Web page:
Is Initiative Broken?

I was taking some time to relax and clear my head this morning after the craziness of the Kickstarter launch. Forgetting the content creation, Kickstarters require a huge amount of effort and planning, especially when you are a one-man-band/freelancer running the project. Keeping on top of the social media and marketing (all my ‘skills’ in this area are self-taught and based on what I’ve learned doing this before, and I’m no master in this art).

The Kickstarter is doing IMPRESSIVELY well. 56% funded in 24 hours!
Check it out here:

Anyway, I digress. My head was a little mashed, so I needed to chill a little, and when i did, it got me listening to podcasts and thinking…

Back to my Initiative thoughts…

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Making a player roll to see where they goes in initiative order seems to be a little odd. Think about having a fight with the local bully, I would wait until I see an ‘opportunity’ to strike before attacking. As an attacker, I might try to use feints and moves which open up an opportunity, the more skilled I am, the more successful I might be.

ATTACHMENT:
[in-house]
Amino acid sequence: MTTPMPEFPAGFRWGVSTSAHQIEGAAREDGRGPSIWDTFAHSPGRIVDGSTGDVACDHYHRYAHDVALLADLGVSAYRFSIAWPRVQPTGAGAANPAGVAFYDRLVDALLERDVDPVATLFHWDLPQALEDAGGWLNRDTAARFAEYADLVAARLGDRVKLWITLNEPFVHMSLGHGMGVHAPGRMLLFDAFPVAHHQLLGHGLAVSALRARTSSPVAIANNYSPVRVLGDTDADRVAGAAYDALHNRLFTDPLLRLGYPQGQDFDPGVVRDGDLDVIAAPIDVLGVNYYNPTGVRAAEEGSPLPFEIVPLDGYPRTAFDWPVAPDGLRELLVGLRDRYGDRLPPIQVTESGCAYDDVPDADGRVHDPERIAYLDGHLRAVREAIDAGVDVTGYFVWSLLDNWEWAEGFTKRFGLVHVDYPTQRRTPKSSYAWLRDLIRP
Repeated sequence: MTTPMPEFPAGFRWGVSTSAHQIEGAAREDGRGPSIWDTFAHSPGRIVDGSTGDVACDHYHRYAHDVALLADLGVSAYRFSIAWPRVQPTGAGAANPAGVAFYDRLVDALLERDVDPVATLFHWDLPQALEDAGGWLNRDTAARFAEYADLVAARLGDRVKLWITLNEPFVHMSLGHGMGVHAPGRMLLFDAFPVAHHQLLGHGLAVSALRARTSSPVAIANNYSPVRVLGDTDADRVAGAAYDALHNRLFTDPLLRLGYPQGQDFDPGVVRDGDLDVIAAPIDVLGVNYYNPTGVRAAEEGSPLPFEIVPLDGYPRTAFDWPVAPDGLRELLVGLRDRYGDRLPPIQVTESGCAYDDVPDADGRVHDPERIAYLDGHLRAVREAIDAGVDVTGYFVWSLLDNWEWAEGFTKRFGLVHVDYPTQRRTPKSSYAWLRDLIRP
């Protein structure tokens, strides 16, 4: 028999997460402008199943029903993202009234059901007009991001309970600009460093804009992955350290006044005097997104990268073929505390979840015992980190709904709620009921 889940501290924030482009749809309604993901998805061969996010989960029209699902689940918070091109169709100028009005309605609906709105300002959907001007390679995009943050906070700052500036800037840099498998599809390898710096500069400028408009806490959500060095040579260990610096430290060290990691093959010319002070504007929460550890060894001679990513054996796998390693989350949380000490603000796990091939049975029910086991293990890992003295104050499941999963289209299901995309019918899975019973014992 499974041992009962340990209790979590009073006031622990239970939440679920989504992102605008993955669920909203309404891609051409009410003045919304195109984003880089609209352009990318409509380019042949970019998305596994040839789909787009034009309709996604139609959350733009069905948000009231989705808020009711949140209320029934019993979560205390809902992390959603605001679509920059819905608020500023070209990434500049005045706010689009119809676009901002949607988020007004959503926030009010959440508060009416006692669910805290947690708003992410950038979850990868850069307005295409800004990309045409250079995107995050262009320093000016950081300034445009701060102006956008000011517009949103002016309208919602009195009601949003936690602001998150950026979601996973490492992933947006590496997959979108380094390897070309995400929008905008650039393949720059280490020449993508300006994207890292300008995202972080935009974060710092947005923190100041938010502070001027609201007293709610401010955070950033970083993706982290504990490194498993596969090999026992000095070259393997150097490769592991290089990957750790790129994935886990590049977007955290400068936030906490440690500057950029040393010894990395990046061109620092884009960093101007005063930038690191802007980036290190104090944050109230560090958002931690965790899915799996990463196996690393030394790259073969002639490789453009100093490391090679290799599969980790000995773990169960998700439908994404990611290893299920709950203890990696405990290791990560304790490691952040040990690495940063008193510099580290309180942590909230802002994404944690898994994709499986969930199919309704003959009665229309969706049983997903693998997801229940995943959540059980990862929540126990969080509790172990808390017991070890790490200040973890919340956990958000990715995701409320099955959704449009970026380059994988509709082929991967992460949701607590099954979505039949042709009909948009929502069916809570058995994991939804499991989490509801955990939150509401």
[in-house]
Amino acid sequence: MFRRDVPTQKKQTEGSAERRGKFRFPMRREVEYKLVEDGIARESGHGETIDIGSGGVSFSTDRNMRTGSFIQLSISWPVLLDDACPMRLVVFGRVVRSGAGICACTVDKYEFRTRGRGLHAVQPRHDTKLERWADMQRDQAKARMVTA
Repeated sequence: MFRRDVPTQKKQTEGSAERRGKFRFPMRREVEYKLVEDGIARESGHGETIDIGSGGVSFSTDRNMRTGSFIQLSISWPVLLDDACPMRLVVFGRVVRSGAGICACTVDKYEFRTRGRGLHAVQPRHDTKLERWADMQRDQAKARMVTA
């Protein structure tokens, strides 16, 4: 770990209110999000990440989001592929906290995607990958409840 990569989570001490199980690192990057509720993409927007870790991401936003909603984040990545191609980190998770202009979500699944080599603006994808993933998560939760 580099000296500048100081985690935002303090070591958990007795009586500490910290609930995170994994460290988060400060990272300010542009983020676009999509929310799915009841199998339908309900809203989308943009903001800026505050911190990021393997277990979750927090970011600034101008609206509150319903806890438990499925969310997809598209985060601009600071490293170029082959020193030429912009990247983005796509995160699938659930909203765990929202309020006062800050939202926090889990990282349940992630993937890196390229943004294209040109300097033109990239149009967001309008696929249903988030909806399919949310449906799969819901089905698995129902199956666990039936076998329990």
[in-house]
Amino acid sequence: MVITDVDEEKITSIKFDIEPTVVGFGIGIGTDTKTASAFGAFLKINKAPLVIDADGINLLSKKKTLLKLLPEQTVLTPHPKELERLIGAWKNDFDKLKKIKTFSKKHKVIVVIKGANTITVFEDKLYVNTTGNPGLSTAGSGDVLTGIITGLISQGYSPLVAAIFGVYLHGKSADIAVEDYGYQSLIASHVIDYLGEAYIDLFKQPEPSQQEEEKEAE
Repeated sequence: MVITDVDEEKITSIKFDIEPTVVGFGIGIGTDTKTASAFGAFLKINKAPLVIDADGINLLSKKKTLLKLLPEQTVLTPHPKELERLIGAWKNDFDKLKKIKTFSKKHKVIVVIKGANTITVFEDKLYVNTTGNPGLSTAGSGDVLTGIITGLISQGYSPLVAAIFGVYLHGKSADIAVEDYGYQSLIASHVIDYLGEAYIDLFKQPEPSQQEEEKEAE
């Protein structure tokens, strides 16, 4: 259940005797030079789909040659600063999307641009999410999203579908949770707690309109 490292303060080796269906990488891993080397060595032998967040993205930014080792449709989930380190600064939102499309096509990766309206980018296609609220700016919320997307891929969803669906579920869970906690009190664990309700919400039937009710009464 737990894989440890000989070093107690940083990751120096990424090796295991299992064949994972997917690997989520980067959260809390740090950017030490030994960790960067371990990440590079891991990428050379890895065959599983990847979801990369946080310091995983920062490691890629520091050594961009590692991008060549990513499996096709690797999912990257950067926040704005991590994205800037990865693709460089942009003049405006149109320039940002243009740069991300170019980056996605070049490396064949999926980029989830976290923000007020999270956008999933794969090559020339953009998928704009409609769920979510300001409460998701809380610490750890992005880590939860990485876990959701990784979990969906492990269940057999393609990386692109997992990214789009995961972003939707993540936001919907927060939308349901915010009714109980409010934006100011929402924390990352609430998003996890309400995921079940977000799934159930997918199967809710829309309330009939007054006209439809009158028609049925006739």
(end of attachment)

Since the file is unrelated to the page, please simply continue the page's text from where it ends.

The emphasis is on the defender to NOT let an opportunity arise, and the attacker to create one (an improvable skill).

So, here’s my thought for an equally simple alternative that addresses my issue:

  • Instead of Initiative, all players roll 1d6 for Defence. Those who roll 6’s are better prepared to defend and hence are open to being attacked later in the round order.